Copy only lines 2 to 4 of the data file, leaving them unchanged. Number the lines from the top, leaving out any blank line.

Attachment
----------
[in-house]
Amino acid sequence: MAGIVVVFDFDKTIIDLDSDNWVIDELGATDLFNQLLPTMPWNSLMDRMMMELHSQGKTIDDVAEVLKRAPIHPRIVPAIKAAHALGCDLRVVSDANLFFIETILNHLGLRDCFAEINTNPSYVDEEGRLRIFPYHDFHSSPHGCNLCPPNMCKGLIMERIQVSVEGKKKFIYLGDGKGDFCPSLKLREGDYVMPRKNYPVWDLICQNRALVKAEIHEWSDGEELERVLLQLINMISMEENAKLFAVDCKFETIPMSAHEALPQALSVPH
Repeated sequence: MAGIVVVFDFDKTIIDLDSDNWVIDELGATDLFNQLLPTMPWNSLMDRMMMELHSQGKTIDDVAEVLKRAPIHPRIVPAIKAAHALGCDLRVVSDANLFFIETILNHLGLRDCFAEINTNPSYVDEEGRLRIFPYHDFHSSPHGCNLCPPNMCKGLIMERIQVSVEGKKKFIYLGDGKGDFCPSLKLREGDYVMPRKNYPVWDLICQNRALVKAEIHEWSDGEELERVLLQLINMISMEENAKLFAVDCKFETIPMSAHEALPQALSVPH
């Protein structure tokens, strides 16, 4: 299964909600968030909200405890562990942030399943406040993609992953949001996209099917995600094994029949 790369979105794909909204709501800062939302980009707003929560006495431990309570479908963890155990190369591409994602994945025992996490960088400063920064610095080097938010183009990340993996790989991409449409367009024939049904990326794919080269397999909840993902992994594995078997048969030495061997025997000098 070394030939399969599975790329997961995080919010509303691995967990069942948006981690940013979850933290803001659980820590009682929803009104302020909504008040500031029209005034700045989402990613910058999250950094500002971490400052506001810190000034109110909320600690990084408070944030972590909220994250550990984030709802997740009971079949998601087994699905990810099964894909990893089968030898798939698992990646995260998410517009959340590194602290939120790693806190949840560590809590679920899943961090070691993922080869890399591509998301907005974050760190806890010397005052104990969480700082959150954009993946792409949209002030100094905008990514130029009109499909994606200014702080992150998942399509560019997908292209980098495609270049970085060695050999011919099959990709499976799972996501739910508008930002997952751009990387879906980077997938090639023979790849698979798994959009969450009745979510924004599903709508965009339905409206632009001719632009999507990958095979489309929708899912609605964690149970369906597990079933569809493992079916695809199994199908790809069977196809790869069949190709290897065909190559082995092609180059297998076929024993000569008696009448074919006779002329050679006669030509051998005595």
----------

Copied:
Amino acid sequence: MAGIVVVFDFDKTIIDLDSDNWVIDELGATDLFNQLLPTMPWNSLMDRMMMELHSQGKTIDDVAEVLKRAPIHPRIVPAIKAAHALGCDLRVVSDANLFFIETILNHLGLRDCFAEINTNPSYVDEEGRLRIFPYHDFHSSPHGCNLCPPNMCKGLIMERIQVSVEGKKKFIYLGDGKGDFCPSLKLREGDYVMPRKNYPVWDLICQNRALVKAEIHEWSDGEELERVLLQLINMISMEENAKLFAVDCKFETIPMSAHEALPQALSVPH
Repeated sequence: MAGIVVVFDFDKTIIDLDSDNWVIDELGATDLFNQLLPTMPWNSLMDRMMMELHSQGKTIDDVAEVLKRAPIHPRIVPAIKAAHALGCDLRVVSDANLFFIETILNHLGLRDCFAEINTNPSYVDEEGRLRIFPYHDFHSSPHGCNLCPPNMCKGLIMERIQVSVEGKKKFIYLGDGKGDFCPSLKLREGDYVMPRKNYPVWDLICQNRALVKAEIHEWSDGEELERVLLQLINMISMEENAKLFAVDCKFETIPMSAHEALPQALSVPH
């Protein structure tokens, strides 16, 4: 299964909600968030909200405890562990942030399943406040993609992953949001996209099917995600094994029949 790369979105794909909204709501800062939302980009707003929560006495431990309570479908963890155990190369591409994602994945025992996490960088400063920064610095080097938010183009990340993996790989991409449409367009024939049904990326794919080269397999909840993902992994594995078997048969030495061997025997000098 070394030939399969599975790329997961995080919010509303691995967990069942948006981690940013979850933290803001659980820590009682929803009104302020909504008040500031029209005034700045989402990613910058999250950094500002971490400052506001810190000034109110909320600690990084408070944030972590909220994250550990984030709802997740009971079949998601087994699905990810099964894909990893089968030898798939698992990646995260998410517009959340590194602290939120790693806190949840560590809590679920899943961090070691993922080869890399591509998301907005974050760190806890010397005052104990969480700082959150954009993946792409949209002030100094905008990514130029009109499909994606200014702080992150998942399509560019997908292209980098495609270049970085060695050999011919099959990709499976799972996501739910508008930002997952751009990387879906980077997938090639023979790849698979798994959009969450009745979510924004599903709508965009339905409206632009001719632009999507990958095979489309929708899912609605964690149970369906597990079933569809493992079916695809199994199908790809069977196809790869069949190709290897065909190559082995092609180059297998076929024993000569008696009448074919006779002329050679006669030509051998005595």